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Thoughts from the
Early Church
Friday of the Lord’s Passion
(Good Friday)
April 10, 2019

Commentary by Cyril of Alexandria
The account of the passion of our Lord Jesus Christ.

  “They took Jesus in charge and carrying his own cross he went out of the city to what was called the Place of the Skull, or in Hebrew, Golgotha. There they crucified him.”

They led away the author of life to die—to die for our sake. In a way beyond our understanding, the power of God brought from Christ’s passion an end far different from that intended by his enemies. His sufferings served as a snare for death and rendered it powerless. The Lord’s death proved to be our restoration to immortality and newness of life.

Condemned to death though innocent, he went forward bearing on his shoulders the cross upon which he was to suffer. He did this for our sake, taking on himself the punishment which the Law justly imposed upon sinners. “He was accursed for our sake according to the saying of Scripture: ‘A curse is on everyone who is hanged on a tree.””

We who have all committed many sins were under that ancient curse for our refusal to obey the law of God. To set us free he who was without sin took that curse upon himself. Since he is God who is above all, his sufferings sufficed for all, his death in the flesh was the redemption of all.

And so Christ carried the cross, a cross that was rightfully not his but ours, who were under the condemnation of the Law.

As he was numbered among the dead not on his own account but on ours, to destroy the power of death and to become for us the source of eternal life, so he accepted the cross we deserved. He passed the Law’s sentence on himself “to seal the lips of lawlessness for ever,” as the psalm says, by being condemned sinless as he was for the sin of all.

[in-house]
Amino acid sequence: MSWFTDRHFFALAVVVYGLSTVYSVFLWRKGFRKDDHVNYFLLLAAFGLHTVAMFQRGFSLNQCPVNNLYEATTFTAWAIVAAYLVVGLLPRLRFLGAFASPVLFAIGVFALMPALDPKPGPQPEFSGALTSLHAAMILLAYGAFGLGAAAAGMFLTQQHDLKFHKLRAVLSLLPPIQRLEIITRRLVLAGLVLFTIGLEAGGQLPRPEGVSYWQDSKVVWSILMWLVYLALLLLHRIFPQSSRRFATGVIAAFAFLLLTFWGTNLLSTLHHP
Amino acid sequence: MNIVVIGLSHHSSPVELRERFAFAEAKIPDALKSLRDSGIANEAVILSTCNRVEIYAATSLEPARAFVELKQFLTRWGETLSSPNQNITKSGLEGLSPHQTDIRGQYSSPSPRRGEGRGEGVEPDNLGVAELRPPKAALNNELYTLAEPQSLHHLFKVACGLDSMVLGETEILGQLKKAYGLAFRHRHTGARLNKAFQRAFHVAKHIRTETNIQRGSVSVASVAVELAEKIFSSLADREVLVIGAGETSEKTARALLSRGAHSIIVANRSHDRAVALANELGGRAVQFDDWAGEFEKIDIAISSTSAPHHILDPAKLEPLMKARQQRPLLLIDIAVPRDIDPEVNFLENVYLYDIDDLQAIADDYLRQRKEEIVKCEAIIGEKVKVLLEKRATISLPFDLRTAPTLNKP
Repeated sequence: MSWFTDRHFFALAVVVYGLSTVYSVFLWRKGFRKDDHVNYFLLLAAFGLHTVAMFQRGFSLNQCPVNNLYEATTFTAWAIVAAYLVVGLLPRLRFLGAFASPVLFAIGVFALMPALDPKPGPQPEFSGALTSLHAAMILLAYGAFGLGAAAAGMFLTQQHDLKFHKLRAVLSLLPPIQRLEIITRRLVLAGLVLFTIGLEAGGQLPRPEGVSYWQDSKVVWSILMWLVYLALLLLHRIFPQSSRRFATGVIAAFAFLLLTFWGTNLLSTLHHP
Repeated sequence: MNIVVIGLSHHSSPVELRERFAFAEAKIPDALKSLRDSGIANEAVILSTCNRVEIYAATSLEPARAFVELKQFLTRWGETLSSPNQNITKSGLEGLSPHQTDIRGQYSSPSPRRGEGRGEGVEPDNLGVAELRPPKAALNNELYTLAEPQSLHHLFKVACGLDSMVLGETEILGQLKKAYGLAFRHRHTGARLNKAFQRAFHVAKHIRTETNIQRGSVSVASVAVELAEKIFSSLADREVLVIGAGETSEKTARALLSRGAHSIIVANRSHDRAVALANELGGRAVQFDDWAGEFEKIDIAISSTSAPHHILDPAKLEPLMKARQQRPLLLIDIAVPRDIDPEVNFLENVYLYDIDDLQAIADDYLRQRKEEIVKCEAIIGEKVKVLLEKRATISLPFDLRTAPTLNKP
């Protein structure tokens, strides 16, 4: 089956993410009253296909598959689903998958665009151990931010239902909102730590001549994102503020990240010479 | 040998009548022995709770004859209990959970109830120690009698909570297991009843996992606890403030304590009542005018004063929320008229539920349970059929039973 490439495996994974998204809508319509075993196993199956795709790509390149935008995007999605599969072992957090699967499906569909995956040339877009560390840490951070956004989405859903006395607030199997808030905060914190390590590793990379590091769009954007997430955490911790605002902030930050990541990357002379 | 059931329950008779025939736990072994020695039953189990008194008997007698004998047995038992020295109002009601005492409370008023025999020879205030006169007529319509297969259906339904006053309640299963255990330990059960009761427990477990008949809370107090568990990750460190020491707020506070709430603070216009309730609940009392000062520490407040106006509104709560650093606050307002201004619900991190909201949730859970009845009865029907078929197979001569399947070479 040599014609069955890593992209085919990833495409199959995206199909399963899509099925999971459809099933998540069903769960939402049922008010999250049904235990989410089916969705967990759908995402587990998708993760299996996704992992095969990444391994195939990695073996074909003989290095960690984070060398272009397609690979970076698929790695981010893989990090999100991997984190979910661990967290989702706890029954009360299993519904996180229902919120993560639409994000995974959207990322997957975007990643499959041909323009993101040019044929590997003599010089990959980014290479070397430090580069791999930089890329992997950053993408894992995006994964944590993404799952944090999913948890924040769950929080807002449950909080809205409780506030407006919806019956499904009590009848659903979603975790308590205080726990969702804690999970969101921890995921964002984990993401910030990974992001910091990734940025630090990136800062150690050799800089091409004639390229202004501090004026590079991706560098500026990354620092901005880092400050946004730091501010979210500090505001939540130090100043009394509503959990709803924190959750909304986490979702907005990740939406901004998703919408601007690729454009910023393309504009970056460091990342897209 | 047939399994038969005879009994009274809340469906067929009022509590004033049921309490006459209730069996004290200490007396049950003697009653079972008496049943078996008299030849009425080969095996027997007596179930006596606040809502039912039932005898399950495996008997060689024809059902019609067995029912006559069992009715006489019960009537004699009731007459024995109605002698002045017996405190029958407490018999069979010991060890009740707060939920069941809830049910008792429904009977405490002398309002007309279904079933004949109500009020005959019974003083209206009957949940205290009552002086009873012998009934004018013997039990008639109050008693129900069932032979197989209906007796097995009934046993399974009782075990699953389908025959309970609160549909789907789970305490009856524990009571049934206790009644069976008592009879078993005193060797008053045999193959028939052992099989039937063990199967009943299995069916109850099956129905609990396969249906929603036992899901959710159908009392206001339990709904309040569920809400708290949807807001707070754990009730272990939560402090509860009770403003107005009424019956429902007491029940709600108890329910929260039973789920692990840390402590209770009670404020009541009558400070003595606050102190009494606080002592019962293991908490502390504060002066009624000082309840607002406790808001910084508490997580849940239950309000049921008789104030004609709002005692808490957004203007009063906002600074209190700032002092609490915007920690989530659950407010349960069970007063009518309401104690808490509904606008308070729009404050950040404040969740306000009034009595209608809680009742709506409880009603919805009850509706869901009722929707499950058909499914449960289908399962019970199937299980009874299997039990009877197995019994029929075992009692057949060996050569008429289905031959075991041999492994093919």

Christ’s example of courage in God’s service will be of great profit to us, for only by putting the love of God before our earthly life and being prepared when occasion demands to fight zealously for the truth can we attain the supreme blessing of perfect union with God. Indeed, our Lord Jesus Christ has warned us that anyone who does not take up his cross and follow him is not worthy of him.

And I think taking up the cross means simply renouncing the world for God’s sake and, if this is required of us, putting the hope of future blessings before the life we now live in the body. Our Lord Jesus Christ was not ashamed to carry the cross we deserved, and he did so because he loved us.

Those united to Christ are also crucified with him by dying to their former way of life and entering upon a new life based on the teaching of the Gospel, Paul spoke for all when he said: “I have been crucified with Christ and the life I live now is not my life, but the life that Christ lives in me.”

(Commentary on Saint John’s Gospel 12, 19: PG 74, 650-654)

Cyril of Alexandria (d. 444) succeeded his uncle Theophilus as patriarch in 412. Until 428 the pen of this brilliant theologian was employed in exegesis and polemics against the Arians; after that date it was devoted almost entirely to refuting the Nestorian heresy. The teaching of Nestorius was condemned in 431 by the Council of Ephesus at which Cyril presided, and Mary’s title, Mother of God, was solemnly recognized.

The incarnation is central to Cyril’s theology. Only if Christ is consubstantial with the Father and with us can he save us, for the meeting ground between God and ourselves is the flesh of Christ. Through our kinship with Christ, the Word made flesh, we become children of God, and share in the filial relation of the Son with the Father.

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Edith Barnecut, OSB. was a consultant for the International Committee for English in the Liturgy, Sr. Edith was responsible for the final version of many of the readings in the Liturgy of the Hours.

Journey with the Fathers
Commentaries on the Sunday Gospels
- Year A, pp. 52-53.
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Art by Martin Erspamer, OSB
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